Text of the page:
As a rough guide, it can be said that termite heat treatment can range from $500 to $5,000 or more and largely depends on the multiple factors cited above. The cost might be higher if the infestation is extensive, difficult to access, or if the property is large.
It’s important to get quotes from multiple pest control companies to compare prices and services before making a decision.
It should also be realized that prices generally vary from region to region and over time. It is therefore strongly recommended to contact local companies and ask for a quote so that there are no surprises at the time of payment.
IV. termite heat treatment vs fumigation
Two popular and effective treatment methods for eliminating termites are heat treatment and fumigation.
# Heat Treatment:
Termite heat treatment, also known as thermal remediation, involves raising the temperature within the infested area to levels lethal to termites.
Professionals use specialized equipment, such as heaters and fans, to gradually increase the temperature to around 120-140 degrees Fahrenheit, and maintain it for a few hours. This process effectively kills termites in all life stages, including eggs and larvae.
Eco-friendly: Heat treatment doesn’t require chemicals, making it an environmentally friendly option.
No residue: Since no chemicals are used, there’s no risk of chemical residue remaining in your home after treatment.
Single treatment: In most cases, heat treatment can eliminate termite infestation in a single session.
Limited disruption: Heat treatment is relatively quick, usually taking between four and eight hours, meaning less disruption to your daily routine.
Limited penetration: Heat may not penetrate deep into walls or flooring, leaving some termites unaffected.
Cost: Heat treatment can be more expensive than fumigation due to the specialized equipment required.
Inaccessible areas: It may not be suitable for treating termites in hard-to-reach areas, such as crawl spaces or attics.
Fumigation involves sealing the infested structure, either by tenting the entire building or isolating specific rooms, and then releasing a chemical gas, such as sulfuryl fluoride, to eliminate termites.
The gas penetrates walls, floors, and other hiding spots, effectively exterminating termites in all life stages.
Thorough extermination: Fumigation penetrates deep into the structure, ensuring a comprehensive treatment.
Effective for large infestations: Fumigation is highly effective for treating extensive termite colonies and widespread infestations.
Proven track record: Fumigation has been used for decades, demonstrating its effectiveness and reliability.
Chemical use: Fumigation involves the use of potentially hazardous chemicals, raising environmental and health concerns.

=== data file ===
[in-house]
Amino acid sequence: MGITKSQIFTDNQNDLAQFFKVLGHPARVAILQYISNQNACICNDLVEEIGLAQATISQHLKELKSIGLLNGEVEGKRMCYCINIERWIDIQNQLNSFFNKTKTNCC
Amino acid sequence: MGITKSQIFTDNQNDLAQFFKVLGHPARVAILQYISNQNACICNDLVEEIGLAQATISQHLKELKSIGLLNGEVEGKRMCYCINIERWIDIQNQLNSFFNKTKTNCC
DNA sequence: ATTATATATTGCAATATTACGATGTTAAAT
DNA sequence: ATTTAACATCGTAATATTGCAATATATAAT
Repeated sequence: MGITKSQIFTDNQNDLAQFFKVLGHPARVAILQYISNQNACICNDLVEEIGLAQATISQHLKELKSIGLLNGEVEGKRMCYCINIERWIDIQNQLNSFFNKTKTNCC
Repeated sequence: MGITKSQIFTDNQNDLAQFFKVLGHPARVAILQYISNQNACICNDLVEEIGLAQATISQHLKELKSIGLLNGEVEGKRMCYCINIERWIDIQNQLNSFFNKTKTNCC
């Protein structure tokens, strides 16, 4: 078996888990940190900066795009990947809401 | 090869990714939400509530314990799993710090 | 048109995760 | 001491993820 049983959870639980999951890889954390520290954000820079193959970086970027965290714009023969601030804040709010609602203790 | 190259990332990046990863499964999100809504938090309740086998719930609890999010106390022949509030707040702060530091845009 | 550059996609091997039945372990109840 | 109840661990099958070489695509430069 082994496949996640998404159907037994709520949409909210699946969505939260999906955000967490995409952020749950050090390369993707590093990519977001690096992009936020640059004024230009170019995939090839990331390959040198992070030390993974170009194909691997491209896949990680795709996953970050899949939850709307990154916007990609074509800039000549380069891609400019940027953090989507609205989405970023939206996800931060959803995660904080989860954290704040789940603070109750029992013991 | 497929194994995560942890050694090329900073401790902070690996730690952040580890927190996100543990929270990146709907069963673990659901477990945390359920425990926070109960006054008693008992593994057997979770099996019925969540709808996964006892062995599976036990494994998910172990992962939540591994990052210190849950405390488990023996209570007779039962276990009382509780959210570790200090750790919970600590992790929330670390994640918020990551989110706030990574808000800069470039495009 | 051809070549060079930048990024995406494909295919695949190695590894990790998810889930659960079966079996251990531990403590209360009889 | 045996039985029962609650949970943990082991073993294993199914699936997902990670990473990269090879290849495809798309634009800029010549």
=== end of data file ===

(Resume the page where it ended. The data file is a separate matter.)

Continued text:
Occupant relocation: Homeowners must vacate the property during treatment, which may take up to three days.
Post-treatment cleanup: After fumigation, the home must be thoroughly aired out to remove any lingering gas, which can be time-consuming.
VIII. Other Questions About heat treatment for termites
1. Can I kill termites with a heat gun?
The answer is yes and no!
Indeed, a heat gun is only effective in killing termites with which it comes into direct contact. Other termites hidden deep in walls, floors, or other inaccessible areas will not be affected.
Using a heat gun does not address the root cause of the infestation or prevent future termite attacks.
Treating termite-infested areas manually with a heat gun can be labor-intensive and time-consuming, especially for heavy infestations.
In conclusion, it can be said that for a well-localized and not large infestation, one can use a heat gun, but otherwise it is almost ineffective against termites buried deep in the wood.
2. Do termites go away in the winter?
Termites do not necessarily go away in the winter, but their activity levels may decrease significantly depending on the climate and the specific termite species.
In regions with colder winters, subterranean termites may burrow deeper into the soil, seeking warmth and protection from the cold temperatures. Some termites can also survive in heated buildings, where they can remain active throughout the winter months.
In warmer climates or areas with mild winters, termites may not slow down much at all, continuing to feed and reproduce.
However, their foraging activity may be reduced compared to the warmer months. It’s important to remember that even if termite activity appears to decrease in the winter, it can still cause damage to structures.
3. Do termites eat heat-treated wood?
Wood that is treated by heat is generally less susceptible to termite infestation than untreated wood. But it is not completely immune to termite attacks.
Heat therapy requires heating the wood to high temperatures, which decreases its moisture content and kills any insects or larvae that are already present.
This process also alters the wood’s chemical composition, making it less attractive to termites.